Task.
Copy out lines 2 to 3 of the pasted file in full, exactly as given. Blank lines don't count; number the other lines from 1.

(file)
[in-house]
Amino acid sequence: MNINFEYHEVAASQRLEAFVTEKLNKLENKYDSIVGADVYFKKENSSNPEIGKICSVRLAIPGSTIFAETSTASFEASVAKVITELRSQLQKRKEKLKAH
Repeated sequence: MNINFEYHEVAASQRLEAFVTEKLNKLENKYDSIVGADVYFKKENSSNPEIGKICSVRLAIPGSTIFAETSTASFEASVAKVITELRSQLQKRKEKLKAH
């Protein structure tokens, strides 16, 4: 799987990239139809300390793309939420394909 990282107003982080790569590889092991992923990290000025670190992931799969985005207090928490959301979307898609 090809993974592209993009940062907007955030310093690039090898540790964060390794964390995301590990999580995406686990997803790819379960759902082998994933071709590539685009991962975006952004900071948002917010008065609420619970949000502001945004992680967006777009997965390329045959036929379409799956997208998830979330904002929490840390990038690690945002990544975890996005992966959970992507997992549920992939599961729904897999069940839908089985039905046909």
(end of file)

Amino acid sequence: MNINFEYHEVAASQRLEAFVTEKLNKLENKYDSIVGADVYFKKENSSNPEIGKICSVRLAIPGSTIFAETSTASFEASVAKVITELRSQLQKRKEKLKAH
Repeated sequence: MNINFEYHEVAASQRLEAFVTEKLNKLENKYDSIVGADVYFKKENSSNPEIGKICSVRLAIPGSTIFAETSTASFEASVAKVITELRSQLQKRKEKLKAH